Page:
This outpouring of assistance from the international community is again very moving. We are now trying to effectively coordinate so that these relief items and money could be delivered without any waste of time, without hindrance to the people who need this. There are still hundreds of thousands -300,000 - people who have been displaced, who have lost their homes, and there are so many people who are housed in the camps.

The enormity and the extent of the damage and destruction is just beyond description.

However, the United Nations has been playing a primary coordinating role, together with many international major actors to deliver, first of all, humanitarian assistance - water, sanitation, tents and shelter. We are moving our emergency humanitarian response to an early recover phase and toward mid and long term reconstruction. We need to provide substantial support to help them reconstruct their society.

In the last week of March we are going to have an international donors'' conference at the United Nations. That will provide a very important opportunity for the international community to express their support. Before that, the United Nations, World Bank, Inter Development American Bank, and IMF will conduct a post-disaster needs assessment and on the basis of that I am sure that we will have a better picture how much, and how, and when we can launch reconstruction support. I am working very closely with the major donor countries, and particularly with the United Nations Special Envoy, former US President Bill Clinton. We are now using all necessary resources and materials. Thank you very much.

Q: Monsieur le Secretaire-general [inaudible on Somalia]

SG: Merci de me poser un question en francais. Permettez moi de repondre en anglais.

This piracy issue has been a very serious issue, but I am very grateful to many international partners, particularly the European Union and many individual countries who have supported the international community's efforts to eradicate piracy and piracy acts in the sea off Somalia.

Not only has it hampered smooth international commerce, it has caused a lot of security concerns to the international community.

With such massive international community efforts, unfortunately we have not been able to completely eradicate these piracy acts. In fact, the piracy in itself may be some reflection of the situation on the ground in Somalia. Because of instability and poor economy and very dire socio-economic situation, it might help provide a certain breeding ground for piracy. Therefore, piracy should be addressed in a broader and comprehensive manner.

That is why it is important that the international community should help the Transitional Federal Government so that they can restore themselves by strengthening their national institutions and their capacity – first of all to restore peace and stability and address their socio-economic situations. Until then, I think they need the full support of the international community.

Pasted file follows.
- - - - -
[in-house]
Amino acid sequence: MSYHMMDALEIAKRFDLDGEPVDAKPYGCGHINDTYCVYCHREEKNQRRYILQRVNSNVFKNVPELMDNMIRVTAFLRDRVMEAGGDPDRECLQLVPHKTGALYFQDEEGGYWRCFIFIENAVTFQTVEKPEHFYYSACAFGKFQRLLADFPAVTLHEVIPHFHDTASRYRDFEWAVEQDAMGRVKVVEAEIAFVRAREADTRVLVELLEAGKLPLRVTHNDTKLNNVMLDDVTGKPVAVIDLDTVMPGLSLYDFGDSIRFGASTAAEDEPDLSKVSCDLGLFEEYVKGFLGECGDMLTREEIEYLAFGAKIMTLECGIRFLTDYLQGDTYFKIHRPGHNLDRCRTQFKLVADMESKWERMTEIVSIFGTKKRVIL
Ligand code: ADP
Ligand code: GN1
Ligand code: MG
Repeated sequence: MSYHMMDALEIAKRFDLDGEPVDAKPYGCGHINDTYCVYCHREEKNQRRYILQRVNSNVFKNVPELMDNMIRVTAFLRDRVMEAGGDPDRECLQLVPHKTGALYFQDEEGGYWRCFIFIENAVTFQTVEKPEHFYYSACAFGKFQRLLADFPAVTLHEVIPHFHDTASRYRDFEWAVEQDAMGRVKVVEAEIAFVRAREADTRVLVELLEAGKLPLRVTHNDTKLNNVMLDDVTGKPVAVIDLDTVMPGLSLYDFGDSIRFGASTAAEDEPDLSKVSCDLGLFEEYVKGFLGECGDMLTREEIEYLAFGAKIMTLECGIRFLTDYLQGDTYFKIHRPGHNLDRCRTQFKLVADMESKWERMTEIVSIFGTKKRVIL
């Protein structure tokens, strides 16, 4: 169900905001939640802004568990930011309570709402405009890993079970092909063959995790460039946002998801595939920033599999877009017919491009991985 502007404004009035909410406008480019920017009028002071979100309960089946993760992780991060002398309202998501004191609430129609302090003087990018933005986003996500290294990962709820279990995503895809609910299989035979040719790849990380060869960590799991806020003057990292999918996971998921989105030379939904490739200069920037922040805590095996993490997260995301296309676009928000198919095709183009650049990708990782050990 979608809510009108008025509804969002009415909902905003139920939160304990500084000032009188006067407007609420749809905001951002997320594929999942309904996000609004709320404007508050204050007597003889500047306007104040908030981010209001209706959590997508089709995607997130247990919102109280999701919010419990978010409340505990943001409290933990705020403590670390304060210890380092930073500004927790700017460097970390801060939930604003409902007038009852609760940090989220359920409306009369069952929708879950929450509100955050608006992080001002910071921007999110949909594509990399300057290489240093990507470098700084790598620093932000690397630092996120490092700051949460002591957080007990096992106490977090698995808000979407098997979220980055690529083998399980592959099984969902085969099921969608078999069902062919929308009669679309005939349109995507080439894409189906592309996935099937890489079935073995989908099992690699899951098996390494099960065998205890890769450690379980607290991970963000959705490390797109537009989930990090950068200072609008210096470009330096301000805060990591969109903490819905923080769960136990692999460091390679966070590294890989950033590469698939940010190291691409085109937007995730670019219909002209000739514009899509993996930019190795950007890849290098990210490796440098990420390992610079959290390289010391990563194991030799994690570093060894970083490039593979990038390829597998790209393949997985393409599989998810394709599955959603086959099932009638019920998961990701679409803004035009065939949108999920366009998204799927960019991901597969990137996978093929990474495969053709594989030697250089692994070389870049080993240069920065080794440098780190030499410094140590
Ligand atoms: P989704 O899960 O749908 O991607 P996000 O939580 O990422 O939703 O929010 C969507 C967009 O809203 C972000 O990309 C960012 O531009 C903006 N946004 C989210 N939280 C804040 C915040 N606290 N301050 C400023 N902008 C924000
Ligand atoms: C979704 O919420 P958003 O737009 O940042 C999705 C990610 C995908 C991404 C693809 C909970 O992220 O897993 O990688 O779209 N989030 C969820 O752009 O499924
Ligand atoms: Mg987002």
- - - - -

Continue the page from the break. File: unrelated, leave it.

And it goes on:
The United Nations has been working very closely, first of all together with the European Union and Americans and other major donors who have been providing necessary financial support, training the Somali national security forces and police forces, and providing financial support to AMISOM. At this time we believe that strengthening the capacity of AMISOM would be the most effective way. We would try to increase the presence of the United Nations and then at a further stage we will try to consider whether the conditions would be right for a peacekeeping operation in Somalia.

Q: [inaudible, in French, on Cote d''Ivoire and Democratic Republic of the Congo]

SG: First, Mr. Choi, and then Mr. Le Roy.

Choi Young-jin: [inaudible in French]

Alain Le Roy: [inaudible in French]

Q: [inaudible in French] on Western Sahara.

SG: My answer will also be very brief. You will share with me deep concern about the current situation in Western Sahara.

We are now considering convening a resumed negotiation session in the middle of February, next month. My Personal Envoy, Mr. Christopher Ross, has been intensively engaging with the parties concerned. As you may know, the informal consultations of August last year in Vienna have proved to be very useful. We are now going to build upon his consultations with the parties concerned, and if everything moves well there is a possibility that resumed negotiations will take place around the middle of February.

Thank you very much.